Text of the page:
A matter of trust

Stephen Bradley

Maintaining trust is essential for the long-term viability of the pharmaceutical industry. Greater openness, including responsible stewardship of research data, is the best way to build that trust.

The pharmaceutical industry has a problem with trust. To some extent, this is unfair – publicly funded research has been dogged by the same issues. But trust matters. Patients should be able to trust the pharmaceutical industry to participate in clinical trials, while taxpayers and regulators need to be able to believe that the claims made are grounded in verifiable evidence. Any further deterioration in trust could well lead to further regulatory impositions on the pharmaceutical industry and fuel calls for the state to take over more aspects of drug discovery and manufacture. Greater openness is the most effective way to build trust.

The good news for pharma is that standards are so inconsistent that industry could easily outflank academia and lead the way in transparency. In fact, pharma’s strengths in terms of processes and quality assurance may give it a competitive advantage over academia in adopting transparent practices. Commercial sponsors of research already achieve greater compliance in reporting clinical trials than their academic counterparts, while the success of some companies in achieving greater transparency suggests that such practices could become much more widespread.

As part of a collaboration, we have proposed that three basic standards of transparency should be widely adopted. This blog post outlines some of the benefits and challenges to pharma in supporting such basic measures before considering the particular challenges and responsibilities with regards to data sharing.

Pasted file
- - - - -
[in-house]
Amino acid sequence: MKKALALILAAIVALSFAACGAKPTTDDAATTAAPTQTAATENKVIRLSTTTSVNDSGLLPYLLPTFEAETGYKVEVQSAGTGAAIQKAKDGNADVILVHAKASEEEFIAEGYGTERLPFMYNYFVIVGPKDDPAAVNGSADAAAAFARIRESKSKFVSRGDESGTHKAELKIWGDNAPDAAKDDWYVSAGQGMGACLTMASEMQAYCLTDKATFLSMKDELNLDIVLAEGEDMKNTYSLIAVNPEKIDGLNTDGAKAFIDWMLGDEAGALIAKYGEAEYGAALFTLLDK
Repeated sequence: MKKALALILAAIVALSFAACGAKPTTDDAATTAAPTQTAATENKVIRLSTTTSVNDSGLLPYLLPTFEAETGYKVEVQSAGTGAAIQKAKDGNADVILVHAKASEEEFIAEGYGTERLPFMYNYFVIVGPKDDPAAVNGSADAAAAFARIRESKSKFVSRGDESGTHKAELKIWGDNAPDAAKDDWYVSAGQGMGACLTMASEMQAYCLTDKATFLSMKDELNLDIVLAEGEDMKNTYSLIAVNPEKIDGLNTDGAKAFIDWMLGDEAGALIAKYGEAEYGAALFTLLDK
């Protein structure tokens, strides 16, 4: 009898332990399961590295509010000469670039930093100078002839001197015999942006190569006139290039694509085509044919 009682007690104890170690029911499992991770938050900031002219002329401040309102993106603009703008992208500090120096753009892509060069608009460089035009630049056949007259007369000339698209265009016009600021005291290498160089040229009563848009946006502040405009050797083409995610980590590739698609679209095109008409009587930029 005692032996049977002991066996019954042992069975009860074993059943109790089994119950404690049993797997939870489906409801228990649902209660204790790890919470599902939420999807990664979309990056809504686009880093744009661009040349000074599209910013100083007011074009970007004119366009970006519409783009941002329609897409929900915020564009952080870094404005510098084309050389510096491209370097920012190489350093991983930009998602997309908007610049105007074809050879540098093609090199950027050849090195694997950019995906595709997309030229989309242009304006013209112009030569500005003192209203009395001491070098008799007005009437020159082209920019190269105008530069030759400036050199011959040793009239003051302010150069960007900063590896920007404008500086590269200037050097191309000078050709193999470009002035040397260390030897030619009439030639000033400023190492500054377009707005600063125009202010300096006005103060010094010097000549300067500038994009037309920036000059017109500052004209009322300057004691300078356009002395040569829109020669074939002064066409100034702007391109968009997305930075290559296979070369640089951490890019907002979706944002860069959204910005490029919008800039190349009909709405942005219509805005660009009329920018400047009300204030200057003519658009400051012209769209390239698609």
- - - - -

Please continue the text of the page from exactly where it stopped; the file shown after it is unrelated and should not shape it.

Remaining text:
Disclosing interests

The intersection of industry and academia has been dogged by scandals around conflicts of interest that have undermined trust for decades. Pharma has much to gain by ensuring that it meets society’s basic expectations by helping to achieve mandatory disclosure of interests. The industry’s establishment of a register of interests is to be applauded, but voluntary disclosure is patchy, and ongoing opacity around conflicts of interest continues to threaten the industry with reputational harm.

By lobbying for a mandatory register of interests, the pharmaceutical industry could help quell perceptions that it is complicit in underhand practices and demonstrate that it is sincerely committed to tackling this issue. It has little to fear from full disclosure – Sunshine Acts have been introduced through much of the world applying to clinical researchers. The UK pharmaceutical industry can go one better and help grant the public a right to find out about potentially competing interests for all researchers, both clinical and non-medically qualified. Ahead of legislation to require disclosure by law, the industry can do much to normalise transparency by encouraging comprehensive and up-to-date disclosures on existing platforms, for example, through staff appraisals and before signing off on academic and commercial partnerships.

Tackling publication bias with Registered Reports

Industry can also take the lead in embedding open science practices in publishing research. Pharma can readily build on high rates of trial reporting by preregistering all kinds of research on public platforms. Meanwhile, private sector employers can help recognize the scientific contributions of their researchers and improve job satisfaction by encouraging staff to get work published, whatever the results. Given a tendency for ‘negative’ findings to languish in the file drawer, the industry should lobby journals to accept the registered reports publication format. Registered reports are accepted by peer reviewers on the basis of methods and provide a route to publication regardless of results, providing agreed study plan is implemented. Given that only a tiny proportion of biomedical research is published as registered reports, industry could very readily outperform publicly funded institutions by implementing this mechanism to overcome publication bias. Such practical action would do much to demonstrate the sincerity of industry in tackling an issue that has done much to tarnish its reputation.